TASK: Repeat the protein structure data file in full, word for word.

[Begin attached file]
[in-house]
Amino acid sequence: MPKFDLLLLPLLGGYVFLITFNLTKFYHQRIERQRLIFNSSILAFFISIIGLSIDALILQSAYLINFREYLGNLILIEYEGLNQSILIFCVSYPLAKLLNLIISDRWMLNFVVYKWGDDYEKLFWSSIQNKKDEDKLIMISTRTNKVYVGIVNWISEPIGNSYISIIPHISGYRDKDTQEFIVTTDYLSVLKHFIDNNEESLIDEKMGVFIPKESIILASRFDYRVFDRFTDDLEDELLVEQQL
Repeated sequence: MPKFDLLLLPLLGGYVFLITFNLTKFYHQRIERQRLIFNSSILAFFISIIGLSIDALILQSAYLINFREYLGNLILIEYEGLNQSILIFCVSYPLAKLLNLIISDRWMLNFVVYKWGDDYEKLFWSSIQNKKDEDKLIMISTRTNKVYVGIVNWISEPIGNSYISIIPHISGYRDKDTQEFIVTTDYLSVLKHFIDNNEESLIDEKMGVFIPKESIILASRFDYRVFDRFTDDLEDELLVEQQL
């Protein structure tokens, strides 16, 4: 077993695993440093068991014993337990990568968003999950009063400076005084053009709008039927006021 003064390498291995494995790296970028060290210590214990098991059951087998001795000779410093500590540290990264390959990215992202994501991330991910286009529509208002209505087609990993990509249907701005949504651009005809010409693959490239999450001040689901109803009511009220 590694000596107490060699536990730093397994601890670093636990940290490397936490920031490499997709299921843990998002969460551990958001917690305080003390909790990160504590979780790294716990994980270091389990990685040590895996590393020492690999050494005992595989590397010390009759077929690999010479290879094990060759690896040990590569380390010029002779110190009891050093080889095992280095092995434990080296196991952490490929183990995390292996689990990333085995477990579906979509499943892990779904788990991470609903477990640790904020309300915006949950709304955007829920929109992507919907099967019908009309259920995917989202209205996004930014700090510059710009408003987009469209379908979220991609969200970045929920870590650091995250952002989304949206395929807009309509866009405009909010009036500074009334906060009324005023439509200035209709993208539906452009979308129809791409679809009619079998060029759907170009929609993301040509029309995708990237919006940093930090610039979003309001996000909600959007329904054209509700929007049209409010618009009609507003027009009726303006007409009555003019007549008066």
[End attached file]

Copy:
[in-house]
Amino acid sequence: MPKFDLLLLPLLGGYVFLITFNLTKFYHQRIERQRLIFNSSILAFFISIIGLSIDALILQSAYLINFREYLGNLILIEYEGLNQSILIFCVSYPLAKLLNLIISDRWMLNFVVYKWGDDYEKLFWSSIQNKKDEDKLIMISTRTNKVYVGIVNWISEPIGNSYISIIPHISGYRDKDTQEFIVTTDYLSVLKHFIDNNEESLIDEKMGVFIPKESIILASRFDYRVFDRFTDDLEDELLVEQQL
Repeated sequence: MPKFDLLLLPLLGGYVFLITFNLTKFYHQRIERQRLIFNSSILAFFISIIGLSIDALILQSAYLINFREYLGNLILIEYEGLNQSILIFCVSYPLAKLLNLIISDRWMLNFVVYKWGDDYEKLFWSSIQNKKDEDKLIMISTRTNKVYVGIVNWISEPIGNSYISIIPHISGYRDKDTQEFIVTTDYLSVLKHFIDNNEESLIDEKMGVFIPKESIILASRFDYRVFDRFTDDLEDELLVEQQL
């Protein structure tokens, strides 16, 4: 077993695993440093068991014993337990990568968003999950009063400076005084053009709008039927006021 003064390498291995494995790296970028060290210590214990098991059951087998001795000779410093500590540290990264390959990215992202994501991330991910286009529509208002209505087609990993990509249907701005949504651009005809010409693959490239999450001040689901109803009511009220 590694000596107490060699536990730093397994601890670093636990940290490397936490920031490499997709299921843990998002969460551990958001917690305080003390909790990160504590979780790294716990994980270091389990990685040590895996590393020492690999050494005992595989590397010390009759077929690999010479290879094990060759690896040990590569380390010029002779110190009891050093080889095992280095092995434990080296196991952490490929183990995390292996689990990333085995477990579906979509499943892990779904788990991470609903477990640790904020309300915006949950709304955007829920929109992507919907099967019908009309259920995917989202209205996004930014700090510059710009408003987009469209379908979220991609969200970045929920870590650091995250952002989304949206395929807009309509866009405009909010009036500074009334906060009324005023439509200035209709993208539906452009979308129809791409679809009619079998060029759907170009929609993301040509029309995708990237919006940093930090610039979003309001996000909600959007329904054209509700929007049209409010618009009609507003027009009726303006007409009555003019007549008066």